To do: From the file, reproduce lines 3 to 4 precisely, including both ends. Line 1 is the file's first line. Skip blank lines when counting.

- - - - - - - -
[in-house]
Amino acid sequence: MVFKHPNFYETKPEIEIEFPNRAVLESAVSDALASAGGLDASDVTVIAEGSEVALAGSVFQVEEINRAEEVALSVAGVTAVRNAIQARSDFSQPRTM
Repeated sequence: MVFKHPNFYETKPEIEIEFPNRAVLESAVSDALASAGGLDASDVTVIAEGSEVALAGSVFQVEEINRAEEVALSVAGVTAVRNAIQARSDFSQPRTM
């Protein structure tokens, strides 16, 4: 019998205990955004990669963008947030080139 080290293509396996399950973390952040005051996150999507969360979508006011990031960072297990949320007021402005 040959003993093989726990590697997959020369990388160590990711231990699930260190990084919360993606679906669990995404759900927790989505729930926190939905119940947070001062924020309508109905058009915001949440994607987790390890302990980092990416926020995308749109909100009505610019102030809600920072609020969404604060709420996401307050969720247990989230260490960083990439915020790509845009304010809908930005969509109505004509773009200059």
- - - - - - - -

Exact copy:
Repeated sequence: MVFKHPNFYETKPEIEIEFPNRAVLESAVSDALASAGGLDASDVTVIAEGSEVALAGSVFQVEEINRAEEVALSVAGVTAVRNAIQARSDFSQPRTM
């Protein structure tokens, strides 16, 4: 019998205990955004990669963008947030080139 080290293509396996399950973390952040005051996150999507969360979508006011990031960072297990949320007021402005 040959003993093989726990590697997959020369990388160590990711231990699930260190990084919360993606679906669990995404759900927790989505729930926190939905119940947070001062924020309508109905058009915001949440994607987790390890302990980092990416926020995308749109909100009505610019102030809600920072609020969404604060709420996401307050969720247990989230260490960083990439915020790509845009304010809908930005969509109505004509773009200059």